A couple years ago Scott Brady asked me if I'd be up for a big ultra race, and to do it flying the colors for Overland Journal. Last year, my schedule just didn't accommodate such a big ride. This year, I've been logging 20+ hour weeks on the bike, often on the trail by 4:15 am. I feel great, have already made one walk-up to the podium this year, and I'm ready to take on the CTR. For those unfamiliar with the CTR, many have touted it as the hardest mountain bike race in North America. It's an unsupported race on the demanding Colorado Trail from Denver to Durango. The rules are simple. Stay the course. Ride alone. Carry your own food and gear. Make it to Durango as fast as you can. Results are tracked by Spot satellite tracker. Racers can depart on their chosen date, or start during a mass start on August, 1.
I will post a link to my Spot tracker page on July, 17th for anyone interested in following my progress.
Here are the beastly digits:
The Colorado Trail Race
- Total miles: 498
- Miles of singletrack: 387
- Average altitude is around 9,000 feet
- Total feet of climbing - 65,000
My Personal Digits
- Bike weight: 21.7 pounds
- Total gear weight minus food and water: 8.9 pounds.
- Miles I've logged getting ready since Jan, 1: 2,600 miles on the road. 2,376 miles on the mountain bike. 423 hours total.
- 145 miles running (which sucked)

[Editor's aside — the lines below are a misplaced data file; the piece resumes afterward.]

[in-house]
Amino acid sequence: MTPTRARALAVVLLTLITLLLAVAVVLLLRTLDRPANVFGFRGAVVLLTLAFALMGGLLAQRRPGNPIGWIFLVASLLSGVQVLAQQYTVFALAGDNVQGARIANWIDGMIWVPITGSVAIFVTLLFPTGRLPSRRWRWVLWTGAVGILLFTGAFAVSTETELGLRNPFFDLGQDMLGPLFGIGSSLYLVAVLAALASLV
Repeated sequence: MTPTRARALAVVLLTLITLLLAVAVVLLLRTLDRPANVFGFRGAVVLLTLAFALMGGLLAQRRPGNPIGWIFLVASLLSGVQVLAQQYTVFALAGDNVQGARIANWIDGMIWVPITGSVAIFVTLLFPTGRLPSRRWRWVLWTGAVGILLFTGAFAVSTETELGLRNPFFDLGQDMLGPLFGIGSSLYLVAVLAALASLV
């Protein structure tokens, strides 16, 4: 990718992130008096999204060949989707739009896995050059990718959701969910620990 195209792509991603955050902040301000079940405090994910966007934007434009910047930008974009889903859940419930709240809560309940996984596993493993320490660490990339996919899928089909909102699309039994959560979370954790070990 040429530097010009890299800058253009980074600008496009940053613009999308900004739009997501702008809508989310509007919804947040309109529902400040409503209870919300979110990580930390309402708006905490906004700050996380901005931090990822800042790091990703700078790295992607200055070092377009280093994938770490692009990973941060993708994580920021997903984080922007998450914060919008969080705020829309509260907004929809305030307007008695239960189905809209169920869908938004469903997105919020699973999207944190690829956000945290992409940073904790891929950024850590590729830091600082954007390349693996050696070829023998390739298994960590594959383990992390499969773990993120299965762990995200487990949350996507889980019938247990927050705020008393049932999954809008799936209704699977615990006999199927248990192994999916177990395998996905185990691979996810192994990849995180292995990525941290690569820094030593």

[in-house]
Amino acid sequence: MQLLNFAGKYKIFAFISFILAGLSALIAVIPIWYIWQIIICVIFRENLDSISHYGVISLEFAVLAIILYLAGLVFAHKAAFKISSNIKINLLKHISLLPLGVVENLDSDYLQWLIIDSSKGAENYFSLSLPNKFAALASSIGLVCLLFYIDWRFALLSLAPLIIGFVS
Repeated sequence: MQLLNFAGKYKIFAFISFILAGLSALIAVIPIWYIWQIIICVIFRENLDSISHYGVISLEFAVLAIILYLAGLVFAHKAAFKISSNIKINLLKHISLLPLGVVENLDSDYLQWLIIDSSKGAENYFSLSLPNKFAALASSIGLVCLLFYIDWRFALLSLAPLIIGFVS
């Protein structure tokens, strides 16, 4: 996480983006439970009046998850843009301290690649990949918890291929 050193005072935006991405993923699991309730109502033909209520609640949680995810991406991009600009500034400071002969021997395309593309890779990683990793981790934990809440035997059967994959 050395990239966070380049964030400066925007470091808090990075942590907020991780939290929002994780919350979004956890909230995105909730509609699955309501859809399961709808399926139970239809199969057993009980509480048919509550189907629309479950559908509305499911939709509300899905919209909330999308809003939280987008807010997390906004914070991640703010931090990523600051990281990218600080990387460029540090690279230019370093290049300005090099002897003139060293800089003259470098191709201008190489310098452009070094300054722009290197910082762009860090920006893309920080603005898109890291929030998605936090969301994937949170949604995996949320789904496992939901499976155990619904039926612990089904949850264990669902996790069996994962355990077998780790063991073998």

- 4,000+ crunches...my core is still unimpressive. Bummer.
Since this has been almost three years in the planning, I thought I would share my preparations.
The Bike: Form Cycles, Custom Ti Prevail 29er with custom post.
This bike was almost purpose built for this ride. On race day, it will be fitted with a 1x9 drive train. Why not 10? No real reason I can justify. The frame bag is made by Revelate and the tail bag by Carousel Design Works. For this trip, I'm going to skip a bar bag. Some have already doubted my decision to run carbon rims, but I have ample faith that these rims are more durable than any metal rim I've ever used.
Osprey Hornet 24. I wanted something very light without loosing features. This will hold a 3L reservoir, the bulk of my water stores.
MSR Bivy. I'm planning to take short naps as needed and can only afford 1 pound for my shelter. We're old friends, me and this bivy.
NeoAir Xlite 3/4. This pad rolls up so small, it literally fits in a jersey pocket. Darn comfy for what it is. I'm only planning on 4-5 hours of sleep each night, so it has to be good sleep.
This is my one luxury item. 800 fill. 32 degrees. If it gets ugly, this will have to be home.
Optimus Crux Stove. I've experimented with Esbit cubes, alcohol stoves and all the other uber-light options. At 63 grams, you can't beat this stove. Given I will need to consume 3000+ calories a day, one warm meal will be good for my spirits each day.
Other important pieces:
- Rab Helium rain jacket - 257 grams.
- First Ascent MicroTherm Down Shirt (the one I reviewed in the OJ spring newsletter)
- Steripen and bottle top filter. Still the lightest solution I could find aside from using chemicals.
- Garmin eTrex 30 for navigation. (iPhone as a backup)
- Repair kit, First aid, spare tube, multi-tool, duct tape, zip ties, super glue.